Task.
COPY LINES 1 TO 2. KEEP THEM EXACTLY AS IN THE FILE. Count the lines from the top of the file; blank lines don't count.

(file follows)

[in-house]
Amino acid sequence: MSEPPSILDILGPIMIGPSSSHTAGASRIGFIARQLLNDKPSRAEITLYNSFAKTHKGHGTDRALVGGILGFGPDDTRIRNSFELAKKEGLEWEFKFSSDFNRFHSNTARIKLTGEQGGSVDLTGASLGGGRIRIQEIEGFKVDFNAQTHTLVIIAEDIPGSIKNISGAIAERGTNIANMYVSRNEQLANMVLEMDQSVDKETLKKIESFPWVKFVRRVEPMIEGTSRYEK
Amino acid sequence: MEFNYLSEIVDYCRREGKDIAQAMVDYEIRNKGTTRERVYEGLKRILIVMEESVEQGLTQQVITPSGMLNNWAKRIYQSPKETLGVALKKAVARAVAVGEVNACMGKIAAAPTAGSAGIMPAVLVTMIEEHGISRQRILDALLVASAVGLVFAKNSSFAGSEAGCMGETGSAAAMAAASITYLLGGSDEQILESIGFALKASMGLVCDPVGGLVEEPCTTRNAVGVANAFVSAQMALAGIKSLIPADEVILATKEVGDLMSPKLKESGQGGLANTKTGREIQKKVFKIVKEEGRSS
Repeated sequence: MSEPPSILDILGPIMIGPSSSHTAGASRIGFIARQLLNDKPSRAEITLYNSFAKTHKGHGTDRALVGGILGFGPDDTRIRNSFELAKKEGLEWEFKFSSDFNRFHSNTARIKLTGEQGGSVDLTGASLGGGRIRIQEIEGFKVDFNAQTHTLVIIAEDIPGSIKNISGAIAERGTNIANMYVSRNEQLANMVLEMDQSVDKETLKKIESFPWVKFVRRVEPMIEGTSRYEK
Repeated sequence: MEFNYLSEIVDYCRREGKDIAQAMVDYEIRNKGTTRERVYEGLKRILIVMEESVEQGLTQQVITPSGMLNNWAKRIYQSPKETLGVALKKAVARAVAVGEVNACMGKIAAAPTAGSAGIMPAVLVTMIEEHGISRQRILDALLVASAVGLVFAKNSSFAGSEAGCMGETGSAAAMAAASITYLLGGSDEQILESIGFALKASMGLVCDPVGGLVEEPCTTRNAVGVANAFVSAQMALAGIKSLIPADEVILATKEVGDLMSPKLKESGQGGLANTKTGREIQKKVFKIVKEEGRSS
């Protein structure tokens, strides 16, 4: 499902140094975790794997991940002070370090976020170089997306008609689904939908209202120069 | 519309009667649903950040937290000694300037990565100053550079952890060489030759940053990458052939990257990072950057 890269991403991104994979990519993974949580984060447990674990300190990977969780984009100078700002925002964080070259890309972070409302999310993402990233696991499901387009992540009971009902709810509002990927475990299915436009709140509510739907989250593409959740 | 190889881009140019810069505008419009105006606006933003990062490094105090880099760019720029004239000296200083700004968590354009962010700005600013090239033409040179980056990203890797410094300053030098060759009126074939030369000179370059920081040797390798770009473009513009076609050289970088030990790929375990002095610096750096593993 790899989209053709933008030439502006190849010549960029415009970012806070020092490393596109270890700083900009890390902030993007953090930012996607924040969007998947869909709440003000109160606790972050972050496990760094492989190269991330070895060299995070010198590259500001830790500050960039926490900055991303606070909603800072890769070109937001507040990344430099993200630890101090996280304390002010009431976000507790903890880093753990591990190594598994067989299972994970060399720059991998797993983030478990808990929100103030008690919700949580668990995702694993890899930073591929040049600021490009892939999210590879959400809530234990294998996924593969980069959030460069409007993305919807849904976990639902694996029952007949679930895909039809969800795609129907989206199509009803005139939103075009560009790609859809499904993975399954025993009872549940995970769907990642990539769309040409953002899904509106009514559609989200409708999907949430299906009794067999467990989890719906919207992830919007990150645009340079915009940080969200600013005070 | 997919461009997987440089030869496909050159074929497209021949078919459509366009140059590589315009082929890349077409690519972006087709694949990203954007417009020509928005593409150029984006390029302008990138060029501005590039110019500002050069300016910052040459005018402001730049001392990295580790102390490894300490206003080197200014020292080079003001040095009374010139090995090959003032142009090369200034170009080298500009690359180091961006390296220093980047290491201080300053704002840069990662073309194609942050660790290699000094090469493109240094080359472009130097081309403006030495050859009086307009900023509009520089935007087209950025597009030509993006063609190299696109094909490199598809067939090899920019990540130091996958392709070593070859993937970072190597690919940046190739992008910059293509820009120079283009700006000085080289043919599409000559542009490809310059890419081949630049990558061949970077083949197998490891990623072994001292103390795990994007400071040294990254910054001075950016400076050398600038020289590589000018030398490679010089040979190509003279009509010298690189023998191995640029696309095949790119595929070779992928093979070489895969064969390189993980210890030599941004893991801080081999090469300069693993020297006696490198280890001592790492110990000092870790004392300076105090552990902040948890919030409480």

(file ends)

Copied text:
[in-house]
Amino acid sequence: MSEPPSILDILGPIMIGPSSSHTAGASRIGFIARQLLNDKPSRAEITLYNSFAKTHKGHGTDRALVGGILGFGPDDTRIRNSFELAKKEGLEWEFKFSSDFNRFHSNTARIKLTGEQGGSVDLTGASLGGGRIRIQEIEGFKVDFNAQTHTLVIIAEDIPGSIKNISGAIAERGTNIANMYVSRNEQLANMVLEMDQSVDKETLKKIESFPWVKFVRRVEPMIEGTSRYEK